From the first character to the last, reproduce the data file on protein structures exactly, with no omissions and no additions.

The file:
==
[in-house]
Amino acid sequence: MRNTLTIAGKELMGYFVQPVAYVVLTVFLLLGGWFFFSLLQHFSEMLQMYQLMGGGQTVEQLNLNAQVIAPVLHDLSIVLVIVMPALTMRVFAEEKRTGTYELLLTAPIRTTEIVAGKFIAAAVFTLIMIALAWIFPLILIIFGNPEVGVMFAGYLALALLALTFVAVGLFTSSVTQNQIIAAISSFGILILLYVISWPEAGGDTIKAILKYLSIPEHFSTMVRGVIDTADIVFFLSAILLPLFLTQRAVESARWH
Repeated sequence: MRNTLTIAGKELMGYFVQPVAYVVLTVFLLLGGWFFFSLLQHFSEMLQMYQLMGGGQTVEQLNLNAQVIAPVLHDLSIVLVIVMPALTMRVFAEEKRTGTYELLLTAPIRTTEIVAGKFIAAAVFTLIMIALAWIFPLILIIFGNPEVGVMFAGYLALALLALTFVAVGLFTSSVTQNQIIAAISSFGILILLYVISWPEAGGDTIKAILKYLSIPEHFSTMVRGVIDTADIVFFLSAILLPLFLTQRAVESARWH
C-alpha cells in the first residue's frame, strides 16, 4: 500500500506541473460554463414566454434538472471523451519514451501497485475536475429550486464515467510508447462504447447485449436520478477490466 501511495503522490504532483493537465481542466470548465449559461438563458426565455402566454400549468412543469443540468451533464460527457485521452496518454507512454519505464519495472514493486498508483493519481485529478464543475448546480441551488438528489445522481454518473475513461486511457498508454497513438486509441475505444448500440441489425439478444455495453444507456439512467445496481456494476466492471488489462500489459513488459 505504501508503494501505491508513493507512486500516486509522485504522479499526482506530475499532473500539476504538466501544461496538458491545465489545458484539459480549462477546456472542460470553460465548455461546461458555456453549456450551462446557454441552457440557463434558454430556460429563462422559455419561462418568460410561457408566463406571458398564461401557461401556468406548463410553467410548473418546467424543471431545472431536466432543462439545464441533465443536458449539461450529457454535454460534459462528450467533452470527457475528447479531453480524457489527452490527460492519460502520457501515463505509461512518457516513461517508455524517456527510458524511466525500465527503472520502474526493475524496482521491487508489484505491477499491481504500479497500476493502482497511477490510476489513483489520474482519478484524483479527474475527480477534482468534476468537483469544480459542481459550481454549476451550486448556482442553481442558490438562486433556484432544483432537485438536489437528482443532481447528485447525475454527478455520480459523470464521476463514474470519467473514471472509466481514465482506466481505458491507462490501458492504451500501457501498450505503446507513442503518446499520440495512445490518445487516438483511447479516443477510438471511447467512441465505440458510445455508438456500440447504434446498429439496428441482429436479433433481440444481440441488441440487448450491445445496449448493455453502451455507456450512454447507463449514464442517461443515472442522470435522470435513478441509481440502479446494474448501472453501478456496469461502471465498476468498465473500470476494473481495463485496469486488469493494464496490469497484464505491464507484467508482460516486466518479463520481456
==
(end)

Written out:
[in-house]
Amino acid sequence: MRNTLTIAGKELMGYFVQPVAYVVLTVFLLLGGWFFFSLLQHFSEMLQMYQLMGGGQTVEQLNLNAQVIAPVLHDLSIVLVIVMPALTMRVFAEEKRTGTYELLLTAPIRTTEIVAGKFIAAAVFTLIMIALAWIFPLILIIFGNPEVGVMFAGYLALALLALTFVAVGLFTSSVTQNQIIAAISSFGILILLYVISWPEAGGDTIKAILKYLSIPEHFSTMVRGVIDTADIVFFLSAILLPLFLTQRAVESARWH
Repeated sequence: MRNTLTIAGKELMGYFVQPVAYVVLTVFLLLGGWFFFSLLQHFSEMLQMYQLMGGGQTVEQLNLNAQVIAPVLHDLSIVLVIVMPALTMRVFAEEKRTGTYELLLTAPIRTTEIVAGKFIAAAVFTLIMIALAWIFPLILIIFGNPEVGVMFAGYLALALLALTFVAVGLFTSSVTQNQIIAAISSFGILILLYVISWPEAGGDTIKAILKYLSIPEHFSTMVRGVIDTADIVFFLSAILLPLFLTQRAVESARWH
C-alpha cells in the first residue's frame, strides 16, 4: 500500500506541473460554463414566454434538472471523451519514451501497485475536475429550486464515467510508447462504447447485449436520478477490466 501511495503522490504532483493537465481542466470548465449559461438563458426565455402566454400549468412543469443540468451533464460527457485521452496518454507512454519505464519495472514493486498508483493519481485529478464543475448546480441551488438528489445522481454518473475513461486511457498508454497513438486509441475505444448500440441489425439478444455495453444507456439512467445496481456494476466492471488489462500489459513488459 505504501508503494501505491508513493507512486500516486509522485504522479499526482506530475499532473500539476504538466501544461496538458491545465489545458484539459480549462477546456472542460470553460465548455461546461458555456453549456450551462446557454441552457440557463434558454430556460429563462422559455419561462418568460410561457408566463406571458398564461401557461401556468406548463410553467410548473418546467424543471431545472431536466432543462439545464441533465443536458449539461450529457454535454460534459462528450467533452470527457475528447479531453480524457489527452490527460492519460502520457501515463505509461512518457516513461517508455524517456527510458524511466525500465527503472520502474526493475524496482521491487508489484505491477499491481504500479497500476493502482497511477490510476489513483489520474482519478484524483479527474475527480477534482468534476468537483469544480459542481459550481454549476451550486448556482442553481442558490438562486433556484432544483432537485438536489437528482443532481447528485447525475454527478455520480459523470464521476463514474470519467473514471472509466481514465482506466481505458491507462490501458492504451500501457501498450505503446507513442503518446499520440495512445490518445487516438483511447479516443477510438471511447467512441465505440458510445455508438456500440447504434446498429439496428441482429436479433433481440444481440441488441440487448450491445445496449448493455453502451455507456450512454447507463449514464442517461443515472442522470435522470435513478441509481440502479446494474448501472453501478456496469461502471465498476468498465473500470476494473481495463485496469486488469493494464496490469497484464505491464507484467508482460516486466518479463520481456